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What you should do and not do where locking is concerned...

  • Do Use the locking mechanism when changing table records (change = create, update and/or delete)
  • Don't Create a new lock object or use an alternative one if one is already set up for the logical unit of work you want to address.
  • Do Look for (and always find) the lock objects SAP is using for their tables, if you need to direclty update a SAP table
  • Don't Assume that not using the locking mechanism will lead to a reliable system: you know better!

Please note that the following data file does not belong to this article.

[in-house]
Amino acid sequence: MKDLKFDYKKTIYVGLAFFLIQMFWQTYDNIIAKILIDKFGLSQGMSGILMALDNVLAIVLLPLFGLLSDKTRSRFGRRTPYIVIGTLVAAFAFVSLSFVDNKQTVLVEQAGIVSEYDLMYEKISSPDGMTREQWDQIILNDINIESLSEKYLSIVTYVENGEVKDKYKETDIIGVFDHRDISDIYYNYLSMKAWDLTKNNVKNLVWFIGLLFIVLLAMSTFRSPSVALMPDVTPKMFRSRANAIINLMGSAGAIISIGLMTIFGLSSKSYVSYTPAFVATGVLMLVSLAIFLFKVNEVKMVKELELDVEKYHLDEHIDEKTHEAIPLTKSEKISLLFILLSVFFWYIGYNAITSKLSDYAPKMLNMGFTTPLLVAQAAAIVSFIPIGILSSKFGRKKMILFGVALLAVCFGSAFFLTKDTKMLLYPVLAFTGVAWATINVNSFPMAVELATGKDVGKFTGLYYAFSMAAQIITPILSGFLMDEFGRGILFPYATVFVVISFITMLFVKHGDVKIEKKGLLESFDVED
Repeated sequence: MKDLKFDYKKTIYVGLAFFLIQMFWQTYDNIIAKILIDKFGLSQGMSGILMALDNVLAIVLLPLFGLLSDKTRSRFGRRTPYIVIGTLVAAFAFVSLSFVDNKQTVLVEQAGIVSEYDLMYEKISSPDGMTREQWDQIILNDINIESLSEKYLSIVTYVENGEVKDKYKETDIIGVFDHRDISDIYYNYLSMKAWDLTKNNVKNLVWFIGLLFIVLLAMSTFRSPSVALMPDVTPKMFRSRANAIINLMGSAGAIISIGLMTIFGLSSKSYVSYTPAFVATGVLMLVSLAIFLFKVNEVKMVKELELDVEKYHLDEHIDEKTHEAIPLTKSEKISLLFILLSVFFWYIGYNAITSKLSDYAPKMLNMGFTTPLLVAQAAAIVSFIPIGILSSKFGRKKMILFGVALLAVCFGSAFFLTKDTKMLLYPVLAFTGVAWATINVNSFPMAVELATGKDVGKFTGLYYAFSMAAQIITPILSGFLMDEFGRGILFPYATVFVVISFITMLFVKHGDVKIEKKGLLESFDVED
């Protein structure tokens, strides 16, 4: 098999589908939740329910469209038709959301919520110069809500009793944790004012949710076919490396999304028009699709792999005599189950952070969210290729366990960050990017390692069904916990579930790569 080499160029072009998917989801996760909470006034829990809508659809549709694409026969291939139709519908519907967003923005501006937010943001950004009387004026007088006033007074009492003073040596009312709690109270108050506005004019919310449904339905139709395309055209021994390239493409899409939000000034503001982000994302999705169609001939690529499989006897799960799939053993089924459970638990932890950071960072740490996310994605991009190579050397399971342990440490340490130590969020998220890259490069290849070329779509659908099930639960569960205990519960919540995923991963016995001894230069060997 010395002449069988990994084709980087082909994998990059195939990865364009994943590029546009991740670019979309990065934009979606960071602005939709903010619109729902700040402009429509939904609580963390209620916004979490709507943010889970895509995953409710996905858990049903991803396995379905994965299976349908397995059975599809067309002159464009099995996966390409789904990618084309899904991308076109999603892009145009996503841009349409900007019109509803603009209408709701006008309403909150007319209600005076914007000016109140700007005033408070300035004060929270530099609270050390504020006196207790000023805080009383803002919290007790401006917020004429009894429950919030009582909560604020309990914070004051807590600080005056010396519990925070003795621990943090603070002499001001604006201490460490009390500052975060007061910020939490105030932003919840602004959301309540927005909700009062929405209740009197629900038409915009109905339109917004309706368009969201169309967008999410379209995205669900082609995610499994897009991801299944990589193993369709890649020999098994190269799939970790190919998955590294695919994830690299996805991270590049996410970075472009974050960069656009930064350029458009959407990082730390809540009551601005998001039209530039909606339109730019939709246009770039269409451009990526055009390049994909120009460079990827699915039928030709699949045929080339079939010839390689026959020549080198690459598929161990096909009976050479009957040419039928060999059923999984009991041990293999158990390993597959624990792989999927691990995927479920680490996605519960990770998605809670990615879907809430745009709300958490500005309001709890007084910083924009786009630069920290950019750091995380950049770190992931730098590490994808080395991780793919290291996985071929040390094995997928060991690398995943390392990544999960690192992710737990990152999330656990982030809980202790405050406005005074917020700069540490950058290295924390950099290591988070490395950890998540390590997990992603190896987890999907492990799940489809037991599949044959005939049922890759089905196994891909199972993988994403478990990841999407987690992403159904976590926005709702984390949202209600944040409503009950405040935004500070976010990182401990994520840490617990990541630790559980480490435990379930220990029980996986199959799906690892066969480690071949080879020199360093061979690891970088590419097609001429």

• Do Make sure your own program can run several times at the same time - or protect your program from allowing this (via locking)

Bold statements

  1. (It is assumed that) No standard SAP R/3 table update is done without locking
  2. Even if locking is forgotten about in an ABAP development, locking is still done on a database level, making sure database updates can be performed. This is very reliable locking, but no update should be done without locking described in these articles
  3. Locking a table does not stop physical changes to tables: a table update can still be done even when locked by another user (try this!)